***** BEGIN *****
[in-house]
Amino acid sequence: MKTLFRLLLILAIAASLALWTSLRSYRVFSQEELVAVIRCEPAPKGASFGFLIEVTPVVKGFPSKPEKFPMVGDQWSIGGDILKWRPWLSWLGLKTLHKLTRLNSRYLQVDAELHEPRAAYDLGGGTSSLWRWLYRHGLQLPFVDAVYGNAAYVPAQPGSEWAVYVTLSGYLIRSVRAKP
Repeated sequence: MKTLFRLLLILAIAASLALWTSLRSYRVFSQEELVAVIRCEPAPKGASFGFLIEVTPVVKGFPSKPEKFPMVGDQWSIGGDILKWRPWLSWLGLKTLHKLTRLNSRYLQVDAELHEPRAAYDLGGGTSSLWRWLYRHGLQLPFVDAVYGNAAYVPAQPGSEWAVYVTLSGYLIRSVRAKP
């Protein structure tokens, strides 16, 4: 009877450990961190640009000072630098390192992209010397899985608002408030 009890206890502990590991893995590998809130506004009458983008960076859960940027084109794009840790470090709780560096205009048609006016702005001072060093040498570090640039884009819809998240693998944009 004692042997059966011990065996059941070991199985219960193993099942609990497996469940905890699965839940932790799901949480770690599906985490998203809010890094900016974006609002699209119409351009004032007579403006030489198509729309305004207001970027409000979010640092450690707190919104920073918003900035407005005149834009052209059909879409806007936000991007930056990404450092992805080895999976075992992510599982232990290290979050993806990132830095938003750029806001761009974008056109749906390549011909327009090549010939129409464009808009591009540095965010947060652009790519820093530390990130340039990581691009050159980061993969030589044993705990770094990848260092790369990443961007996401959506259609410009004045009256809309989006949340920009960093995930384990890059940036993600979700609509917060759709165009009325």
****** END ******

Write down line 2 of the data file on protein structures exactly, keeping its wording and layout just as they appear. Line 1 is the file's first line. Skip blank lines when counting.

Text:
Amino acid sequence: MKTLFRLLLILAIAASLALWTSLRSYRVFSQEELVAVIRCEPAPKGASFGFLIEVTPVVKGFPSKPEKFPMVGDQWSIGGDILKWRPWLSWLGLKTLHKLTRLNSRYLQVDAELHEPRAAYDLGGGTSSLWRWLYRHGLQLPFVDAVYGNAAYVPAQPGSEWAVYVTLSGYLIRSVRAKP